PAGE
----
VN Rai, Former IPS Officer, SIT Head Samjhauta Bombing (2007-2010)
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Absence of Compensation

When your past keeps haunting you, how difficult is it to rebuild your life?

Ilyas was arrested on the day the result for his pre-BEd examination came. He would have trained to become a teacher if he wasn't arrested and incarcerated for four+ years. He had nothing when he returned – he was economically destroyed, his brothers had broken all relations with him.

It will be impossible to rub off the stigma: Mohd Ilyas knows it all too well. But he tries to bring in some semblance of normalcy by giving part-time Mathematics and English tuitions.

Teaching is what gives him happiness: It’s a life he always wanted to live but now all he’s got is a kirana store – his only source of income.

"If that incident hadn't happened, I'd have been a government teacher with a good salary. My children would have been established, they would have been married somewhere good. All of this should be compensated, and that compensation should be taken from the people who accused me of false charges so that they get a lesson."
Mohd Ilyas, Acquitted in 2008 Jaipur blast case

Mohd Ilyas giving tuition at his home.

(Photo: The Quint)

Dr Farogh got support from people around. People went to him for their treatment to financially support him. But that's not enough as compared to the loss he has suffered.

He was earning Rs 65,000 per month in 2006 when he was arrested. Quite a huge sum for that time.

But today, after 11 years of being out of jail, Farogh hasn't been able to earn as much anymore. The jail term wrecked his economic prospects.

"Who is going to compensate for my loss? After the case was discharged, we moved to the high court to file an application for compensation. There was a possibility that the high court or government would have established an inquiry commission to recommend the compensation. Instead, the state has challenged the discharge in the high court. Our case is still pending in the high court."
Dr Farogh Makhdoomi, Acquitted in 2006 Malegaon blast case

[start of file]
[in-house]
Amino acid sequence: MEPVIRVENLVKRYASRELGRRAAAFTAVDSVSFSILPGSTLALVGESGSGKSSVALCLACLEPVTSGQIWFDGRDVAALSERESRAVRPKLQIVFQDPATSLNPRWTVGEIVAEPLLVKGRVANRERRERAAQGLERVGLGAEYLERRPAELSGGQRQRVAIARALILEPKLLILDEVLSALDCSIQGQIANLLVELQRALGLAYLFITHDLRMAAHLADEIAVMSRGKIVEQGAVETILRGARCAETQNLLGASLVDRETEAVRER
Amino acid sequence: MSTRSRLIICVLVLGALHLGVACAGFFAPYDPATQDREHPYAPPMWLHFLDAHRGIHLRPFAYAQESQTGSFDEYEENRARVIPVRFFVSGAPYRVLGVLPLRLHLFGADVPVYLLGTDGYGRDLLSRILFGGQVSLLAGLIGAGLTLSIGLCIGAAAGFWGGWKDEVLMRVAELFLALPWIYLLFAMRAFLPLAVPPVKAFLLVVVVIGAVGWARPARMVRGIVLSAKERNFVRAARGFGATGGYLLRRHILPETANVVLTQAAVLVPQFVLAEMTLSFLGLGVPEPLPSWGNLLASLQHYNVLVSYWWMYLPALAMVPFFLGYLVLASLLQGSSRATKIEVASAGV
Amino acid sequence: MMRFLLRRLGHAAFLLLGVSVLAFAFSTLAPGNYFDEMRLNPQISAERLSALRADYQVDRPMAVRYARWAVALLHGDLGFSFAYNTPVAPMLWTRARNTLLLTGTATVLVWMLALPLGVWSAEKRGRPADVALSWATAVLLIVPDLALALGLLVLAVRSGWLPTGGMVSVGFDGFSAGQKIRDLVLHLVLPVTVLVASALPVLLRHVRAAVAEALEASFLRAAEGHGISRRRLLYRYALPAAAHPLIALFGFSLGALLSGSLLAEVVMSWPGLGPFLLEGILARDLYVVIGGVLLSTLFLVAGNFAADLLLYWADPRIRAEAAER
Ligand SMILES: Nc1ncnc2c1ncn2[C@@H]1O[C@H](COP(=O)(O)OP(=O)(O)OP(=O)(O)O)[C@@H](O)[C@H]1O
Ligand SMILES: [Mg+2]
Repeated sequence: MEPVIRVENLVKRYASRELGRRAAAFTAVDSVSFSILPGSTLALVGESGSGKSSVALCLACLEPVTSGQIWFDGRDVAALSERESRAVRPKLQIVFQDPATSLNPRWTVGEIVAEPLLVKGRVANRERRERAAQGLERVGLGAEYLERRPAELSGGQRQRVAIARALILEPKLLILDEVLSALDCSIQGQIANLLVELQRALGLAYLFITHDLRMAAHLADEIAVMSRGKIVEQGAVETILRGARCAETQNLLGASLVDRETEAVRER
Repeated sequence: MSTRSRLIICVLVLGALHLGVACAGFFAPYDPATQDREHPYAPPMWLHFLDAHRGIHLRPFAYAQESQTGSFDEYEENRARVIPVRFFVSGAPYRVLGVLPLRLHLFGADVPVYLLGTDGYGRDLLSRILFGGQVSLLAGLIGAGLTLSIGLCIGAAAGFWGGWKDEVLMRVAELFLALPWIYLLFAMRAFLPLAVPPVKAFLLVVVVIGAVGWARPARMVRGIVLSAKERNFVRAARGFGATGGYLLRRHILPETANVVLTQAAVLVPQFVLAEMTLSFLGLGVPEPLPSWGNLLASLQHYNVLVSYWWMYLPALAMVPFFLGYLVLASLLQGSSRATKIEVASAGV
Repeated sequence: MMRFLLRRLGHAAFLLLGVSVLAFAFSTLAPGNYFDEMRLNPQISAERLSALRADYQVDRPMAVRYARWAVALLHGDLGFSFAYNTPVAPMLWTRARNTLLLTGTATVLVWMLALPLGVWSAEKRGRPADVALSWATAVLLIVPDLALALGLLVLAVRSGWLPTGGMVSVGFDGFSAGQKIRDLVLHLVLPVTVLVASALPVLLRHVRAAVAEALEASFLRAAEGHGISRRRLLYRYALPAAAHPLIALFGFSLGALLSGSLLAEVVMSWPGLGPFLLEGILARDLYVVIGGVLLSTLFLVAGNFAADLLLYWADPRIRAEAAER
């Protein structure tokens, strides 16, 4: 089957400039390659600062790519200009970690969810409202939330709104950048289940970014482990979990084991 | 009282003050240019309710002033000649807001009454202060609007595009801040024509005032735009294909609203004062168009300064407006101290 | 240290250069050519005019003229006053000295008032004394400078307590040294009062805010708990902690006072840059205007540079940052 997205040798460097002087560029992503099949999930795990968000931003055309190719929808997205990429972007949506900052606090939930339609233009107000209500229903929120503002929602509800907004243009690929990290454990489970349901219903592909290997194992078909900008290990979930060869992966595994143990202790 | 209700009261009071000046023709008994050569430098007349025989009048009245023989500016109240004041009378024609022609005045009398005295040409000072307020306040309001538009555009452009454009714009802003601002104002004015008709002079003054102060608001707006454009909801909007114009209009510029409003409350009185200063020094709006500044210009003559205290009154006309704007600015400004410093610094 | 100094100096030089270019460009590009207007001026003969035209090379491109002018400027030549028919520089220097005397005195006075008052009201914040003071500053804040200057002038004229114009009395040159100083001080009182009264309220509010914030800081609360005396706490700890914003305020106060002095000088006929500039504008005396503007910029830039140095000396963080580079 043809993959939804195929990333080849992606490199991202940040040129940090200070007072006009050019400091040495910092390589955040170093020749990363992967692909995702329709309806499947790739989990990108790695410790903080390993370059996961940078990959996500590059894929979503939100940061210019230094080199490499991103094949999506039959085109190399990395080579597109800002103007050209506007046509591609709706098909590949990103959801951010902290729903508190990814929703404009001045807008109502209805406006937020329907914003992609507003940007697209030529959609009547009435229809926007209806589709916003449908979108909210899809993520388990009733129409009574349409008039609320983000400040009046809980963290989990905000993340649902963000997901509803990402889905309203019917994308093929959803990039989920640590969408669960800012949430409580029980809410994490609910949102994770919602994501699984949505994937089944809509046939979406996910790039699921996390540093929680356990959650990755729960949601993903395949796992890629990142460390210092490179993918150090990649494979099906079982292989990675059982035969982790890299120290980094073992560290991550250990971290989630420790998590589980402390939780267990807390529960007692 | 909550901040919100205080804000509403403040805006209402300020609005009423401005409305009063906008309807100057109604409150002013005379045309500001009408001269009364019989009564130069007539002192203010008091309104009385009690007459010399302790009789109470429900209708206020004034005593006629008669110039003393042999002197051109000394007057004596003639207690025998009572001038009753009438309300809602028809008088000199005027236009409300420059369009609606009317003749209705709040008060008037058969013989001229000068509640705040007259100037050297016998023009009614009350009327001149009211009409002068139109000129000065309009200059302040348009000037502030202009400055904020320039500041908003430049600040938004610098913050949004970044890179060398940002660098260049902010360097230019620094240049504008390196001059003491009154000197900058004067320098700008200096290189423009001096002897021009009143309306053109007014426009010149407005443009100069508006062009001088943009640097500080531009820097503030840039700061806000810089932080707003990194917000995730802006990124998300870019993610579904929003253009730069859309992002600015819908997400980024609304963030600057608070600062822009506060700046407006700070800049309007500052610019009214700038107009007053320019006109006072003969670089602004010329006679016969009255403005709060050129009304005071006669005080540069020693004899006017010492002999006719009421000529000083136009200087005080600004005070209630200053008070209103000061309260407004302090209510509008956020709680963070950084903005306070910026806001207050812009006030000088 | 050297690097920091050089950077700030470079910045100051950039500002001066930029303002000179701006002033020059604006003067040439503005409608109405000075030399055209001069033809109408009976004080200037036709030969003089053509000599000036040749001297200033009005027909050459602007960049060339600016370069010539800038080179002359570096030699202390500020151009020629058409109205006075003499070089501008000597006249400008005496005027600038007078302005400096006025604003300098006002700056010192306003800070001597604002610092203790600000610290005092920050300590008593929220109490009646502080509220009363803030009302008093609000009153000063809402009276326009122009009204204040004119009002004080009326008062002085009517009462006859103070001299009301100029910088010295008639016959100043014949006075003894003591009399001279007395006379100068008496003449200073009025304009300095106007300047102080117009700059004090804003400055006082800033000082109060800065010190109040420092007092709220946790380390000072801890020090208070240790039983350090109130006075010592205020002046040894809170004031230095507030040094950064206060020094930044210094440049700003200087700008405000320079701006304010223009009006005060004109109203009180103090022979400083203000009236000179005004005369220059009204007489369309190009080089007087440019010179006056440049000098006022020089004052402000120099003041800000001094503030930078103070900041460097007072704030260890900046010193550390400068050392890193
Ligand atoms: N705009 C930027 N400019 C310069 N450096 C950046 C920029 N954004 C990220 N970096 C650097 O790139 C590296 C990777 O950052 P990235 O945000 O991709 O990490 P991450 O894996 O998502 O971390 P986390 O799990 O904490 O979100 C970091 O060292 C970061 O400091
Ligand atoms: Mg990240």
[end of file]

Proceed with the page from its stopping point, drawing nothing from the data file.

Dr Farogh Makhdoomi at his clinic in Malegaon.

(Photo: The Quint)

Farogh had bought a 3,000 sq ft plot to construct a hospital before his arrest. His family had to sell the land to cover the expenses of his trial, travel, and cost of lawyers. The plot which was sold for six lakh, is valued at six crore now.

"They cannot compensate for the psychological torture and mental agony but these can be reduced by giving double of what we have lost in five years. To get us back to the place that we have lost in the society. I feel ashamed that there is no law in our country for those who have been wrongly incarcerated, and there is no actions against the culprits."
Dr Farogh Makhdoomi, Acquitted in 2006 Malegaon blast case
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They struggle to lead a normal life, a life of dignity where their past doesn't overshadow their present. But that hardly happens.

No Accountability

These acquittals are an indictment of the investigating agencies and their malpractices. The court made scathing observations about the investigation but no one was held accountable.

"We don't want revenge. We want to change them. And to bring a change, only love and truth works. You cannot use violence to bring a change."
Dr Farogh Makhdoomi, Acquitted in 2006 Malegaon blast case

Were these men acquitted with their prestige and reputation intact? Perhaps NO.

They want to forget and move on. They want to start afresh and make up for the lost years. But can they?

(At The Quint, we are answerable only to our audience. Play an active role in shaping our journalism by becoming a member. Because the truth is worth it.)

Read and Breaking News at the Quint, browse for more from videos

Topics:  Documentary   Muslims   documentaries